Tuesday, July 10, 2007

A "progressive" educator

While I was in California the Oregonian had a news story about a former Portland schoolteacher who won some award for teaching about social justice. His name is Bill Bigelow, and I could be more specific about the award he won if the Oregonian search utility was not so horrendous. (It was a feature story just a few days ago, and entering "bigelow" in the search engine doesn't cough it up.)

Anyway, I've known about this guy for a long time. In the proud tradition of "progressive education," he used his position as a "global studies" teacher in Portland School District to indoctrinate the little schoolchildren in his anti-capitalist viewpoint.

The interesting thing is that these people think they are doing nothing wrong, and so they openly discuss what and how they teach kids to be budding socialist/activists.

I first heard of this guy when I bought a book from Powells titled "Teaching for Social Justice." which was a collection of essays from public school teachers about how they go about promoting social justice in their classrooms.

The title of this book is offensive in and of itself - and it also reveals how little its authors understand the appropriate role of our public schools. They actually believe it is their privilege to use the schools to re-shape society according to their values. And so they find nothing particulary remarkable about openly proclaiming that they "teach for social justice."

How about teaching math and science?

Anyway, Bill Bigelow has a chapter in this book in which he describes one of his favorite lesson plans in his Global Studies classes.

He plops a Nike soccer ball on the table and tells the class to write a paragraph or two describing the ball. Of course, the students write physical descriptions of the ball, and he reads a couple of them outloud.

Then, he tells the class about a "deeper social reality associated with the ball." He explains all about sweatshops and 6 year old children stitching soccer balls in Pakistan and the evils of global capitalism that exploits third world laborers....

and then asks the students to "resee the ball," and again write a "description" of it. He tells them they can write a poem, or write from the ball's perspective, or anything else they want.

Magically, the students, thus "enlightened" by Bigelow, give him what he is looking for. Such as:

"Number one in moneymaking.
Number one in sweatshop, overworked, and underpaid labor.

Increasing prices of products.
Increasing the number of factories.

Killing new styles promoted on TV.
Killing Pakistani kids' lives producing those products.

Eager to be paid milions of dollars.
Eager to be paid to survive winters and summers."

Bigelow, thankfully, no longer works at Portland Public Schools. He took early retirement, enjoys his PERS pension, and works for an outfit called "Rethinking Schools," which tries to teach educators all over the United States how to do what he has been doing.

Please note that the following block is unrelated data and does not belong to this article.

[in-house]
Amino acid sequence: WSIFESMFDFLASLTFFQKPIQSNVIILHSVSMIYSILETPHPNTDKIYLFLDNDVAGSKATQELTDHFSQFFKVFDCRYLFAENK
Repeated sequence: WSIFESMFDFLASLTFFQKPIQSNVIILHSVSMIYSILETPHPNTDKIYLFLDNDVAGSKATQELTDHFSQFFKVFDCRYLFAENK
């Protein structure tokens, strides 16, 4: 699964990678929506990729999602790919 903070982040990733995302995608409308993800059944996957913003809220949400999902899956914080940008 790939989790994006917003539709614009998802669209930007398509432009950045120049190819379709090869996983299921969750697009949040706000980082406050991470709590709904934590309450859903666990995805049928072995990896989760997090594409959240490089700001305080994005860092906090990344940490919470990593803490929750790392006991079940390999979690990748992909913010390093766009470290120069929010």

Anonymous said...

These snakes infest our schools ... how do we get rid of them?

Anonymous said...

wasn't Susan Castillo talking about a plan for teaching "social justice" in Oregon public schools a few months. What should we expect from government schools except teaching about how the government is good and just (socially of course) and the capitalist free market system greedy and socially unaware/adverse. This is the socialist realm in which our public schools operate and all that they know. And they of course want to perpetuate it outside of their government schools.

Anonymous said...


I think the article you were looking for was in "The Portland Tribune".


On line reactions to the article were interesting. I was particularly interested in emigre Murillo's response.

Anonymous said...

Then, I read in the Oregonian that some town in Vietnam is BEGGING Nike to keep their "sweatshop" open ...

Dare!PDX said...

As someone indoctrinated by the PPS growing up I can offer you a little comfort.

All they build is apathy with their negativism. Those with intelctual depth figure out the difference between their fearmongering perspective and the reality of America's opportunity.

The real reason drop out rates are so high is becaue of this type of teaching. When I was sixteen and nearly didn't continue with Highschool it was the fluff that made it unbearable. The needless crap and social programing that got in a way of an education.

The biggest thing that used to get me in my highscool years was the fact that would fail a simple class because I wouldn't jumpt through their hoops. I would then go to either nightschool or summerschool and knock it out with ease. The difference - one held me to standards the other to participation.

I can tell you the teacher mentioned above wouldn't like me because I would ask follow up questions he wouldn't want to answer.

'Why is it that Pakistan lets a six year old work in a factory?Aren't they democratic?'

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